Clean your plate; don’t add more.

Remember the priority matrix I previously discussed? Hopefully, you were able to use that to reduce your workload before your vaca. Another way to achieve this? Keep your schedule as light as possible until your return.

What exactly does that mean? For me, that means not taking on any new assignments until I’m back home. I also cut back on the number of meetings I accept so that I can focus mainly on my work.

In other words, this is just another way to say “no” to any additional time requests that come your way.

Get comfortable being off-the-grid.

We’ve become incredibly dependent on our phones. It’s been found that we touch our phones an astounding 2,617 times a day because of the dopamine release. At the same time, this has also rewired our brains. Case in point, phantom vibration syndrome where you believe that your phone vibrated or rang.

How bad is this phenomenon? Well, one study of college students reported that 90 percent of them experienced this sensation. “It’s almost like a hallucination,” explained Randi Smith, Ph.D., a licensed clinical social worker and associate professor of psychology at the Metropolitan State University of Denver. “There’s a fear that we’re going to miss a text, somebody is trying to reach us, and we’re not being responsive.”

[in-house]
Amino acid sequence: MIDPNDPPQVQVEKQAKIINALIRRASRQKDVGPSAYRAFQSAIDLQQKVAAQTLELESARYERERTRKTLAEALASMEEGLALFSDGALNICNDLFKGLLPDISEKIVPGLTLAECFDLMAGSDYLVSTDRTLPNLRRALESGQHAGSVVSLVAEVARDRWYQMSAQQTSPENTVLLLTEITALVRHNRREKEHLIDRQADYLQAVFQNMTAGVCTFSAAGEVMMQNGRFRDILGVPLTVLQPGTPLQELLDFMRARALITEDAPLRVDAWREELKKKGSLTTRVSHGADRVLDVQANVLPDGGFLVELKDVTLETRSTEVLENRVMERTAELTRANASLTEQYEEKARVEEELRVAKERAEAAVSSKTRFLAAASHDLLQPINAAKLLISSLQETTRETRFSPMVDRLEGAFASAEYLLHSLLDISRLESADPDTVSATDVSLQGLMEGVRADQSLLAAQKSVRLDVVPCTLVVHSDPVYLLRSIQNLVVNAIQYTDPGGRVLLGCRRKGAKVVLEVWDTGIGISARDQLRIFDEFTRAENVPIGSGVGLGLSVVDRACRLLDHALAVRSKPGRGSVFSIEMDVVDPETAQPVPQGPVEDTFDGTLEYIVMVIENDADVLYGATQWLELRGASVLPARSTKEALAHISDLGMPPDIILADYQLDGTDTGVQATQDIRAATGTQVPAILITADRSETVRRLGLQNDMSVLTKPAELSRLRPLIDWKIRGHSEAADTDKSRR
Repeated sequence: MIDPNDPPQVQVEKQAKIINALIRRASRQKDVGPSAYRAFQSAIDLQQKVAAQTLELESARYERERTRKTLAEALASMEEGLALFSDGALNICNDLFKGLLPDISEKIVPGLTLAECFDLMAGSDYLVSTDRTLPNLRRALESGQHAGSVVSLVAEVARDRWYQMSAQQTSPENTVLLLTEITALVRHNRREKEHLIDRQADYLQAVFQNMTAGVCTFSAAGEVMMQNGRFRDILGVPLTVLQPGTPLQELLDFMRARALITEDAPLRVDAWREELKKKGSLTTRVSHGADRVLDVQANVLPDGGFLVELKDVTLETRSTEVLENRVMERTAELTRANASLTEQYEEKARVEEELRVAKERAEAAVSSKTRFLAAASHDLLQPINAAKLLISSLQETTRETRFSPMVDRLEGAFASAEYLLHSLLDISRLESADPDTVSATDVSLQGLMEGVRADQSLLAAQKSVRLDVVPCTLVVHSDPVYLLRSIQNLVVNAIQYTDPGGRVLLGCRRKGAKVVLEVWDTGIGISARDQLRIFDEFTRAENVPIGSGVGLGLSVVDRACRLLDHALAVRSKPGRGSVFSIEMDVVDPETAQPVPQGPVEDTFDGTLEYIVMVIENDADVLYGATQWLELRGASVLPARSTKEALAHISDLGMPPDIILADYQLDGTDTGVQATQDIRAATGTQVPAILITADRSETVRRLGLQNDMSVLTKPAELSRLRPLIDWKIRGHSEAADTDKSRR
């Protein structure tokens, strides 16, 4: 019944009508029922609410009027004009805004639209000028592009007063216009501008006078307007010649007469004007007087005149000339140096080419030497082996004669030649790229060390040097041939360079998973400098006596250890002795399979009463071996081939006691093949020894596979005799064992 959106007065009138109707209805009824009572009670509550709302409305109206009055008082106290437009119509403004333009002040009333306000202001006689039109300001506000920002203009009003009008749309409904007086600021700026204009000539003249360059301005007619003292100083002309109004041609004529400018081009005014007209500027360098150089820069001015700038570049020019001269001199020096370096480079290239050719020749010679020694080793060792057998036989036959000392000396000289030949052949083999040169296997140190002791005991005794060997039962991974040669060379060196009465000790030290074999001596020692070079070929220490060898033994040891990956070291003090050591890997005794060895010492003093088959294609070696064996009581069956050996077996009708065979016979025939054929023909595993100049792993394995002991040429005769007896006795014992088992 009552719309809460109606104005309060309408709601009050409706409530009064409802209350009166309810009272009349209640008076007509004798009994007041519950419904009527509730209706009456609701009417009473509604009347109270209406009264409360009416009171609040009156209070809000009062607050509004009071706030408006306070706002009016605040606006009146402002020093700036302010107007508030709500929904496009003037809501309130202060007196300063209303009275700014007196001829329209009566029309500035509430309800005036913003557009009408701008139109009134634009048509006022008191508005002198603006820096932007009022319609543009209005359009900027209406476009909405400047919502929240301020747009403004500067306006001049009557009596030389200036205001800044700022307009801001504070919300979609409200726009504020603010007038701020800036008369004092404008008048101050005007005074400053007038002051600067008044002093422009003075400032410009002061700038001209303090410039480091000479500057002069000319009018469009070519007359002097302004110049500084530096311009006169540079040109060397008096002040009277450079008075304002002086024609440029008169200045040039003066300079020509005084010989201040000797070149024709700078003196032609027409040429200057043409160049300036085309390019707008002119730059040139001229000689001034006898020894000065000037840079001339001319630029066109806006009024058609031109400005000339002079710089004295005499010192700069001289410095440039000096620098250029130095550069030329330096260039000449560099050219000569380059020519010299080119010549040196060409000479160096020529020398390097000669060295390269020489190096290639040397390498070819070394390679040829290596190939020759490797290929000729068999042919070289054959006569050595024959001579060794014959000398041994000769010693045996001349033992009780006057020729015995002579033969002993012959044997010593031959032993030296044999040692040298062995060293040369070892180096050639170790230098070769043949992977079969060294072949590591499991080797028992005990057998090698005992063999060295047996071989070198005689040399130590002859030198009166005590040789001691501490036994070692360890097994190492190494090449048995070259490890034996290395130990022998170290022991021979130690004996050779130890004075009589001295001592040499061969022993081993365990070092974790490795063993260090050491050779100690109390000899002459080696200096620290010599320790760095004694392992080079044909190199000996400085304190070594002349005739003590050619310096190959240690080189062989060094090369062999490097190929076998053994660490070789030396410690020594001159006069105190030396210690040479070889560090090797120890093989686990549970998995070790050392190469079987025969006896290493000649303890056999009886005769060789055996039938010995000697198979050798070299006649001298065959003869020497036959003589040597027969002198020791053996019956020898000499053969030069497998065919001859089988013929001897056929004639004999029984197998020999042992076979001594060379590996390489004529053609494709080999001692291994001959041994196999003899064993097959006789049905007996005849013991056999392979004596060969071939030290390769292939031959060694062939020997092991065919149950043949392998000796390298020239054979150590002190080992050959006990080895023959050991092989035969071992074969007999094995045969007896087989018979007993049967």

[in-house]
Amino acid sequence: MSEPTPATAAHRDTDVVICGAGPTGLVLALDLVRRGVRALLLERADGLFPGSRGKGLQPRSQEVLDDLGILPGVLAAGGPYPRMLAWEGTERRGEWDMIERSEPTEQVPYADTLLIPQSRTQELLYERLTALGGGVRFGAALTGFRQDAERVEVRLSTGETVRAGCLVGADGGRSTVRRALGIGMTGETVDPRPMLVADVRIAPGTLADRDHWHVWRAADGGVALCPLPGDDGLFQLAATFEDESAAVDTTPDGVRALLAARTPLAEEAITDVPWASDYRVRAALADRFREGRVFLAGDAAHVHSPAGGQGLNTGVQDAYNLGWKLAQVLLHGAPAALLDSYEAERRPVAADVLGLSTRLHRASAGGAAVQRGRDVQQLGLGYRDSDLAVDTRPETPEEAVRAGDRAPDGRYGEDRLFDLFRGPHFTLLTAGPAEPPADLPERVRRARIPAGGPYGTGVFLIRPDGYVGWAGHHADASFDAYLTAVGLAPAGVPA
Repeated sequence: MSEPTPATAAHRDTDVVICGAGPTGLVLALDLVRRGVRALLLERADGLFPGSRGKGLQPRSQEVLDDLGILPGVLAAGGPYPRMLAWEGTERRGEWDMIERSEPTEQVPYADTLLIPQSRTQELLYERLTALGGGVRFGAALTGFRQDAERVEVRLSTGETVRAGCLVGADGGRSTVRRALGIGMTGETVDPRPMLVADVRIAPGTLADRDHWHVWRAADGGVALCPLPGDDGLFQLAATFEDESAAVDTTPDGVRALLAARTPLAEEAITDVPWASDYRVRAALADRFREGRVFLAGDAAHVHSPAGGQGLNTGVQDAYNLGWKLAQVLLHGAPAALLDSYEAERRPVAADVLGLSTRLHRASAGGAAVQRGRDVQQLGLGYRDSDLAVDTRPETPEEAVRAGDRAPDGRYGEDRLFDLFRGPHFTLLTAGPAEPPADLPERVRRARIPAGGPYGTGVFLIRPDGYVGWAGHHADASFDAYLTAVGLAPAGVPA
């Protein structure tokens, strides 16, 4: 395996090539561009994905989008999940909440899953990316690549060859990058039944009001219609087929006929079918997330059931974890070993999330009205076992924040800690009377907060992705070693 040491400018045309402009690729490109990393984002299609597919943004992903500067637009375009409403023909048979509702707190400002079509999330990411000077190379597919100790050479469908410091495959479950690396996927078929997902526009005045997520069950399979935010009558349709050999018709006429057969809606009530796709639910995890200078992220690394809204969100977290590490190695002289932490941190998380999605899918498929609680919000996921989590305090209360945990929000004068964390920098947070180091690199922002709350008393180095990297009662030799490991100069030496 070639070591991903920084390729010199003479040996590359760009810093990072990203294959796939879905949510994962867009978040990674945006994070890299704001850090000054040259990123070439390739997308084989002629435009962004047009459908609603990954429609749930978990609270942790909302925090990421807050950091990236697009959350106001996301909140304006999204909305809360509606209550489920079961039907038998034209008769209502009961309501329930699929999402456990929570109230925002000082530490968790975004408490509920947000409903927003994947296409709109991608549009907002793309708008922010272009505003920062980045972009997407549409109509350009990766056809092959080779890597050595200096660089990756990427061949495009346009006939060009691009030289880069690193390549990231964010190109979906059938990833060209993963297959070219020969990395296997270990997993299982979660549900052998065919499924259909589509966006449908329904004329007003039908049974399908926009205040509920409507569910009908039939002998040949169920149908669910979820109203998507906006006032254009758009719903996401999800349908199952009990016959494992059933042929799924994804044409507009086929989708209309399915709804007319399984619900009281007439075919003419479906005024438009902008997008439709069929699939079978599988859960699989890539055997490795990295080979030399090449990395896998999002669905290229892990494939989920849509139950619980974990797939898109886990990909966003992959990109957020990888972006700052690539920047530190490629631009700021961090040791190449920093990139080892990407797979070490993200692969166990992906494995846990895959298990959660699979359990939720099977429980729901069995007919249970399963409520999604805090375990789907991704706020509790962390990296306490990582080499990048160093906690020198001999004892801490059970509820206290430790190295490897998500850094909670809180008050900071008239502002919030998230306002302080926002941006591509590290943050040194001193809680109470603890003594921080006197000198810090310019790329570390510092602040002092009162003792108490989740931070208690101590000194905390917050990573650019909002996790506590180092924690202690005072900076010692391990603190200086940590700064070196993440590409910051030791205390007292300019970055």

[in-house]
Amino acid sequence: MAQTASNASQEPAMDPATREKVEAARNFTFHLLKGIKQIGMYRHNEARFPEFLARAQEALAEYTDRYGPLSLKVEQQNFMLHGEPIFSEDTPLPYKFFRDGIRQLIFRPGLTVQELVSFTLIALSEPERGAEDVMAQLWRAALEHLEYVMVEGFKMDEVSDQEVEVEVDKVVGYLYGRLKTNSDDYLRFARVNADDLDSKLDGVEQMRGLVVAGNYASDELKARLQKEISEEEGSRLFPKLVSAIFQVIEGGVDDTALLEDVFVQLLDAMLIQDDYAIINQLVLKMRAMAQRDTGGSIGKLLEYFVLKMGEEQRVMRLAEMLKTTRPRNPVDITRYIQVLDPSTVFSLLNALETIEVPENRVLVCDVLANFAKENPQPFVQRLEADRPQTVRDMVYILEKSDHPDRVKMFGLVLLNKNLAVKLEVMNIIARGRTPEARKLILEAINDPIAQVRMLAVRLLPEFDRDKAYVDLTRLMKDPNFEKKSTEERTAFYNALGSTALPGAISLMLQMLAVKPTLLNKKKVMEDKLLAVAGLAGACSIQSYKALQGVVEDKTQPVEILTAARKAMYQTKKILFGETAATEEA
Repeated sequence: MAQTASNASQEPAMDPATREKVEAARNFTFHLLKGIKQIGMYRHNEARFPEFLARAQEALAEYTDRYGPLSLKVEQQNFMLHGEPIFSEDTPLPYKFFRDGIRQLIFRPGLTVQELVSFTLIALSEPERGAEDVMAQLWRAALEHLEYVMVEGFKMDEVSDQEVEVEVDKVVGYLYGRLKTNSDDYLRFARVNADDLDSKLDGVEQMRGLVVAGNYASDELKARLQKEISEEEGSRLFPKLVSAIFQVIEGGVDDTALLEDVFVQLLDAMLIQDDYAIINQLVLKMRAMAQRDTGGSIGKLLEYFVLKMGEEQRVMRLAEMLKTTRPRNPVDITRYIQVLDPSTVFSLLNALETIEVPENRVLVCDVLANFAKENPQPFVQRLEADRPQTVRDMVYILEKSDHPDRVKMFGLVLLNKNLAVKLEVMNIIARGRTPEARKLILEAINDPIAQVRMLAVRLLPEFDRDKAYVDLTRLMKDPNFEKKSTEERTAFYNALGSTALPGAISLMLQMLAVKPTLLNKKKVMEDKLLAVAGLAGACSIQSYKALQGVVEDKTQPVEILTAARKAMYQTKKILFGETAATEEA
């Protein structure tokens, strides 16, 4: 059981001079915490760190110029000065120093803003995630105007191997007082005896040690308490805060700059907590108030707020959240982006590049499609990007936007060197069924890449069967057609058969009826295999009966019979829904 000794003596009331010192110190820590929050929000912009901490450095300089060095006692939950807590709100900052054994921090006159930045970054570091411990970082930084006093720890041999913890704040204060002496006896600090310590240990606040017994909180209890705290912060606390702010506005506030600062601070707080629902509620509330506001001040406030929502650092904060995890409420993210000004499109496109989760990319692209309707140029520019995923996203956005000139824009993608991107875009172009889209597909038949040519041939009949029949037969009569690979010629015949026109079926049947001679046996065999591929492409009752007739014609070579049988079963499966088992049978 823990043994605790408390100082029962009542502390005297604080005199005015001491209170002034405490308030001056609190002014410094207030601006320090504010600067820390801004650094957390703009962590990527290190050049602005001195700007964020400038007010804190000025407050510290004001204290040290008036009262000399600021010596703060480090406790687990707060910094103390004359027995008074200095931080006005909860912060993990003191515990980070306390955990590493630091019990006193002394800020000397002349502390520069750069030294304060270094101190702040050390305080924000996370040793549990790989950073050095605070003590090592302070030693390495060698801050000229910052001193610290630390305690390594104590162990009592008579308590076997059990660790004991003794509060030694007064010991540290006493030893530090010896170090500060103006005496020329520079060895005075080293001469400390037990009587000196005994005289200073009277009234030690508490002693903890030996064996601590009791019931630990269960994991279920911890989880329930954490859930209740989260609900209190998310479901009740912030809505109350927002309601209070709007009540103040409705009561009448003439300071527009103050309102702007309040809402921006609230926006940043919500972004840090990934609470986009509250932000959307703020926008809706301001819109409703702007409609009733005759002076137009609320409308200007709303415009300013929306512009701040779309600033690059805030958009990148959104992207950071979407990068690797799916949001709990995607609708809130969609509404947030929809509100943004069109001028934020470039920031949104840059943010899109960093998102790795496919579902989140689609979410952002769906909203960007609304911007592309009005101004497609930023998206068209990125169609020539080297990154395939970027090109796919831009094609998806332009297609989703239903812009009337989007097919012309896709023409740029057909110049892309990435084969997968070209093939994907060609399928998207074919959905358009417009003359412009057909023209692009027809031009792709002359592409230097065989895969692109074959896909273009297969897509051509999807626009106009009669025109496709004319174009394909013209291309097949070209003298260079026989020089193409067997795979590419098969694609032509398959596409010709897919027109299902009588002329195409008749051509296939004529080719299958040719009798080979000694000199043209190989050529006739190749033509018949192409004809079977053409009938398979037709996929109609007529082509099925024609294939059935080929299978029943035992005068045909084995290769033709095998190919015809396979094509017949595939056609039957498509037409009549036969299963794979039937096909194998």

The good news is that through a little training, you can do away with this mindless checking. Even better, you’ll also get more comfortable being glued to your phone. But how? Well, these methods should help get you started:

  • Whenever you’re bored, like standing in line at the grocery store, resort the urge to look at your phone. Instead, let your mind wander.
  • Leave your phone behind. If you go for a walk, leave your phone at home.
  • Cut back on your availability. Block out slots in your calendar where you’re not available to chat, talk, or meet. You should also change settings, like your Slack status, to unavailable.
  • Schedule times to check-in to avoid stress or anxiety. I only open my inbox in the morning before work, after lunch, and before I’m done work for the day.

What about while you’re on vacation?